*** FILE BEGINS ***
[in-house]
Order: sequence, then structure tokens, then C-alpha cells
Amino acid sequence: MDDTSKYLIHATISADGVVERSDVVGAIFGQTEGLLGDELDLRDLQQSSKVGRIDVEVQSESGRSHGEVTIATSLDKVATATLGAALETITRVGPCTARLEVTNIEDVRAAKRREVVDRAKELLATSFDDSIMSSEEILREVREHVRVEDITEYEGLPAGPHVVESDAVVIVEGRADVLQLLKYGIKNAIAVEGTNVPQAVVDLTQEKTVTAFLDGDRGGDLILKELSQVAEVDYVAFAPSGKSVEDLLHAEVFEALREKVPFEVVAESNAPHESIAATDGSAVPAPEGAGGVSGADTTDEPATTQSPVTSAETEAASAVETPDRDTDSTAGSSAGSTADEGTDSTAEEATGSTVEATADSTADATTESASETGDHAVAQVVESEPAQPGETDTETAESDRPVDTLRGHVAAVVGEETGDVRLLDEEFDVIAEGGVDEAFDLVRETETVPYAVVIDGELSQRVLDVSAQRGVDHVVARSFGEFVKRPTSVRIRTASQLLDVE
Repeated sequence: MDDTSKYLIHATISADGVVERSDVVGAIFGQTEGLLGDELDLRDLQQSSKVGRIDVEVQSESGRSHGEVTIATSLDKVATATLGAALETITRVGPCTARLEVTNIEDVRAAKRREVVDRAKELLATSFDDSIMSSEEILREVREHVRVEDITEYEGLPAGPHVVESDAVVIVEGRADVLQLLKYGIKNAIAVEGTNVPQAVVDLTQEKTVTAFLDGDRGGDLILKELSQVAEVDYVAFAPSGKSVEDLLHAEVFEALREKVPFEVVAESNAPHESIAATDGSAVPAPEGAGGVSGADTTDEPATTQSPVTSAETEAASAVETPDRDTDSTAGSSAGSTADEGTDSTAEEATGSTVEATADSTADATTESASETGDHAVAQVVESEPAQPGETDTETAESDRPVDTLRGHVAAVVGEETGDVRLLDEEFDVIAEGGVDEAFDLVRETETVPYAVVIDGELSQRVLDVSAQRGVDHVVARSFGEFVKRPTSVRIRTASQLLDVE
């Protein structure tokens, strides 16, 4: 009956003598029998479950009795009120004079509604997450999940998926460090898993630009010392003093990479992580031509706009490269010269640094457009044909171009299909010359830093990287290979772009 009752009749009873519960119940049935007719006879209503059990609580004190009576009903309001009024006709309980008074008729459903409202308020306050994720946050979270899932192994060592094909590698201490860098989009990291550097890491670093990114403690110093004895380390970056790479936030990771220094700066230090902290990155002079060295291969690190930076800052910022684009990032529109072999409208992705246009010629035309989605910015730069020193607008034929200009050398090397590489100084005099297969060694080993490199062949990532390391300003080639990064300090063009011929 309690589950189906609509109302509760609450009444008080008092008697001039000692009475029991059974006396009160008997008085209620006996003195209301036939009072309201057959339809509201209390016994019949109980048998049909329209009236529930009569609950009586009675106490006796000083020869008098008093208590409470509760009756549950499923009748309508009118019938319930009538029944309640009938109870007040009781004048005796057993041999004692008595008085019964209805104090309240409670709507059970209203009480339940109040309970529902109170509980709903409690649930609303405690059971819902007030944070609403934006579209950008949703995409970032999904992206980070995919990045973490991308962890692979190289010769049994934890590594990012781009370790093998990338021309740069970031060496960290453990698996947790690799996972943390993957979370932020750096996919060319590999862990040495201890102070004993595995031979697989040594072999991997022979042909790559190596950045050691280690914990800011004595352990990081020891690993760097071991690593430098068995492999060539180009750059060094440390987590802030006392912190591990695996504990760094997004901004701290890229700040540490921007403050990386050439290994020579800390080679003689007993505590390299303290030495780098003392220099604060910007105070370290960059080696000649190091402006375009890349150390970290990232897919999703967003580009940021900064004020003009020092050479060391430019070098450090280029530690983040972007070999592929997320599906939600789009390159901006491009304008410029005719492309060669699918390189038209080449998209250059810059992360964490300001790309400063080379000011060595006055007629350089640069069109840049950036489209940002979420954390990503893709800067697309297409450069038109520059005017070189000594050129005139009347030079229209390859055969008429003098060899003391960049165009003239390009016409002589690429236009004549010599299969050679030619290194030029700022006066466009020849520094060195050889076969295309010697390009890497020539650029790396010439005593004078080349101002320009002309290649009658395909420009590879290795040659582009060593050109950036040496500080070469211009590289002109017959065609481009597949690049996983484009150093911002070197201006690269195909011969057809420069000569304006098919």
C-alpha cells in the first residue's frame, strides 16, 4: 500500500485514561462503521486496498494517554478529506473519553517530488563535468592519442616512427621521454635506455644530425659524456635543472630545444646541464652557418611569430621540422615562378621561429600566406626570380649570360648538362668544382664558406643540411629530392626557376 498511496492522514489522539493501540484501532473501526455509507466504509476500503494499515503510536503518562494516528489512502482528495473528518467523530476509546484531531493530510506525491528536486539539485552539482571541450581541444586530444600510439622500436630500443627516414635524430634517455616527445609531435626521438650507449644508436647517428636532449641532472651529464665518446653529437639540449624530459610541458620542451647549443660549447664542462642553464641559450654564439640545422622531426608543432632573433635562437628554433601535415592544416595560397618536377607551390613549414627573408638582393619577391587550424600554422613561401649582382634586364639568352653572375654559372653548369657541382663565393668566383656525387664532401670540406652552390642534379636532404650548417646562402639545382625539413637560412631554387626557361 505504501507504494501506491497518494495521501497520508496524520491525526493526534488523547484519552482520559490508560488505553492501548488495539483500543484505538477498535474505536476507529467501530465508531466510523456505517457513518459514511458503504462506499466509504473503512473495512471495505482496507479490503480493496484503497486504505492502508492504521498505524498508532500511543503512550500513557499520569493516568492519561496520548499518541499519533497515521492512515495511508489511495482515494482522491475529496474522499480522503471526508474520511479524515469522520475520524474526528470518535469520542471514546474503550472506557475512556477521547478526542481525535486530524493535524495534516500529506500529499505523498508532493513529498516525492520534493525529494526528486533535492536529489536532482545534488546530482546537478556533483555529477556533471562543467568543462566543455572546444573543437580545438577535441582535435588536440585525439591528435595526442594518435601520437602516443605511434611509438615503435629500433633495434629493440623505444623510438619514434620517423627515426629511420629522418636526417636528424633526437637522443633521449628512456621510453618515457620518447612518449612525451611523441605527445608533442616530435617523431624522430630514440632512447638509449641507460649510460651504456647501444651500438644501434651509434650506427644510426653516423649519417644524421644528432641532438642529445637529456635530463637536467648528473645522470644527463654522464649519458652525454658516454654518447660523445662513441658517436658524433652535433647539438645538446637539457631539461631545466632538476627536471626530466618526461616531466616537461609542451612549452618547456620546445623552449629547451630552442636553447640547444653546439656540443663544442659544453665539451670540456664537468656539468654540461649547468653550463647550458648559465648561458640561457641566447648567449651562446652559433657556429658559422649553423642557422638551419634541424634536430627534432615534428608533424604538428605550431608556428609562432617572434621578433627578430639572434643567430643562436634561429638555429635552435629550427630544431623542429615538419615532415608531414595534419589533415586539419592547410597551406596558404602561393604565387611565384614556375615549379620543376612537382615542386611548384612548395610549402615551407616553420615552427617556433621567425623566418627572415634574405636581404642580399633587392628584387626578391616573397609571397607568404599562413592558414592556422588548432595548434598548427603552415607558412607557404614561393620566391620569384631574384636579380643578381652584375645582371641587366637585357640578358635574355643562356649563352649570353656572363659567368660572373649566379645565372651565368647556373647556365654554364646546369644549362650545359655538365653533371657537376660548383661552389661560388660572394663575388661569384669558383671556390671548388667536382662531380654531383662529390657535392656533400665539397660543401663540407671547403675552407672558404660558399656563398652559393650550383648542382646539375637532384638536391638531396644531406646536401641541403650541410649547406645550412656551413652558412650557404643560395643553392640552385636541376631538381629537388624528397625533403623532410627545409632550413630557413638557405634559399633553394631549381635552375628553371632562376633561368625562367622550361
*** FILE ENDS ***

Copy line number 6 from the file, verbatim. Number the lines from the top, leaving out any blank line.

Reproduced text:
C-alpha cells in the first residue's frame, strides 16, 4: 500500500485514561462503521486496498494517554478529506473519553517530488563535468592519442616512427621521454635506455644530425659524456635543472630545444646541464652557418611569430621540422615562378621561429600566406626570380649570360648538362668544382664558406643540411629530392626557376 498511496492522514489522539493501540484501532473501526455509507466504509476500503494499515503510536503518562494516528489512502482528495473528518467523530476509546484531531493530510506525491528536486539539485552539482571541450581541444586530444600510439622500436630500443627516414635524430634517455616527445609531435626521438650507449644508436647517428636532449641532472651529464665518446653529437639540449624530459610541458620542451647549443660549447664542462642553464641559450654564439640545422622531426608543432632573433635562437628554433601535415592544416595560397618536377607551390613549414627573408638582393619577391587550424600554422613561401649582382634586364639568352653572375654559372653548369657541382663565393668566383656525387664532401670540406652552390642534379636532404650548417646562402639545382625539413637560412631554387626557361 505504501507504494501506491497518494495521501497520508496524520491525526493526534488523547484519552482520559490508560488505553492501548488495539483500543484505538477498535474505536476507529467501530465508531466510523456505517457513518459514511458503504462506499466509504473503512473495512471495505482496507479490503480493496484503497486504505492502508492504521498505524498508532500511543503512550500513557499520569493516568492519561496520548499518541499519533497515521492512515495511508489511495482515494482522491475529496474522499480522503471526508474520511479524515469522520475520524474526528470518535469520542471514546474503550472506557475512556477521547478526542481525535486530524493535524495534516500529506500529499505523498508532493513529498516525492520534493525529494526528486533535492536529489536532482545534488546530482546537478556533483555529477556533471562543467568543462566543455572546444573543437580545438577535441582535435588536440585525439591528435595526442594518435601520437602516443605511434611509438615503435629500433633495434629493440623505444623510438619514434620517423627515426629511420629522418636526417636528424633526437637522443633521449628512456621510453618515457620518447612518449612525451611523441605527445608533442616530435617523431624522430630514440632512447638509449641507460649510460651504456647501444651500438644501434651509434650506427644510426653516423649519417644524421644528432641532438642529445637529456635530463637536467648528473645522470644527463654522464649519458652525454658516454654518447660523445662513441658517436658524433652535433647539438645538446637539457631539461631545466632538476627536471626530466618526461616531466616537461609542451612549452618547456620546445623552449629547451630552442636553447640547444653546439656540443663544442659544453665539451670540456664537468656539468654540461649547468653550463647550458648559465648561458640561457641566447648567449651562446652559433657556429658559422649553423642557422638551419634541424634536430627534432615534428608533424604538428605550431608556428609562432617572434621578433627578430639572434643567430643562436634561429638555429635552435629550427630544431623542429615538419615532415608531414595534419589533415586539419592547410597551406596558404602561393604565387611565384614556375615549379620543376612537382615542386611548384612548395610549402615551407616553420615552427617556433621567425623566418627572415634574405636581404642580399633587392628584387626578391616573397609571397607568404599562413592558414592556422588548432595548434598548427603552415607558412607557404614561393620566391620569384631574384636579380643578381652584375645582371641587366637585357640578358635574355643562356649563352649570353656572363659567368660572373649566379645565372651565368647556373647556365654554364646546369644549362650545359655538365653533371657537376660548383661552389661560388660572394663575388661569384669558383671556390671548388667536382662531380654531383662529390657535392656533400665539397660543401663540407671547403675552407672558404660558399656563398652559393650550383648542382646539375637532384638536391638531396644531406646536401641541403650541410649547406645550412656551413652558412650557404643560395643553392640552385636541376631538381629537388624528397625533403623532410627545409632550413630557413638557405634559399633553394631549381635552375628553371632562376633561368625562367622550361